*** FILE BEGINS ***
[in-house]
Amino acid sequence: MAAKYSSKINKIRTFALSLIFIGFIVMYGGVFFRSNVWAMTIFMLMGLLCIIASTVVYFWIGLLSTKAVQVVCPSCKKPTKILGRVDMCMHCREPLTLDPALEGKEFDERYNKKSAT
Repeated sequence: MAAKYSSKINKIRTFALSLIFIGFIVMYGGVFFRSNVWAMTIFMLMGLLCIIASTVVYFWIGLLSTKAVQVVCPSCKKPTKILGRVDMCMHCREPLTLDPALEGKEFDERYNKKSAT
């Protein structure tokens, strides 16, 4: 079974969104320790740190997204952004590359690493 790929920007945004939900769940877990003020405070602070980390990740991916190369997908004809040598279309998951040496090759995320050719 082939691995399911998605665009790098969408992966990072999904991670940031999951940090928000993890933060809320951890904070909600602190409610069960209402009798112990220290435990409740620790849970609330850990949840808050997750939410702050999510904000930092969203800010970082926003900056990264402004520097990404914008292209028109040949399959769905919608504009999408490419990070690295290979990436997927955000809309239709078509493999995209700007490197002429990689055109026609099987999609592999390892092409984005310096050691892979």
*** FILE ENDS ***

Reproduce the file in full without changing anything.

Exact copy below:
[in-house]
Amino acid sequence: MAAKYSSKINKIRTFALSLIFIGFIVMYGGVFFRSNVWAMTIFMLMGLLCIIASTVVYFWIGLLSTKAVQVVCPSCKKPTKILGRVDMCMHCREPLTLDPALEGKEFDERYNKKSAT
Repeated sequence: MAAKYSSKINKIRTFALSLIFIGFIVMYGGVFFRSNVWAMTIFMLMGLLCIIASTVVYFWIGLLSTKAVQVVCPSCKKPTKILGRVDMCMHCREPLTLDPALEGKEFDERYNKKSAT
């Protein structure tokens, strides 16, 4: 079974969104320790740190997204952004590359690493 790929920007945004939900769940877990003020405070602070980390990740991916190369997908004809040598279309998951040496090759995320050719 082939691995399911998605665009790098969408992966990072999904991670940031999951940090928000993890933060809320951890904070909600602190409610069960209402009798112990220290435990409740620790849970609330850990949840808050997750939410702050999510904000930092969203800010970082926003900056990264402004520097990404914008292209028109040949399959769905919608504009999408490419990070690295290979990436997927955000809309239709078509493999995209700007490197002429990689055109026609099987999609592999390892092409984005310096050691892979």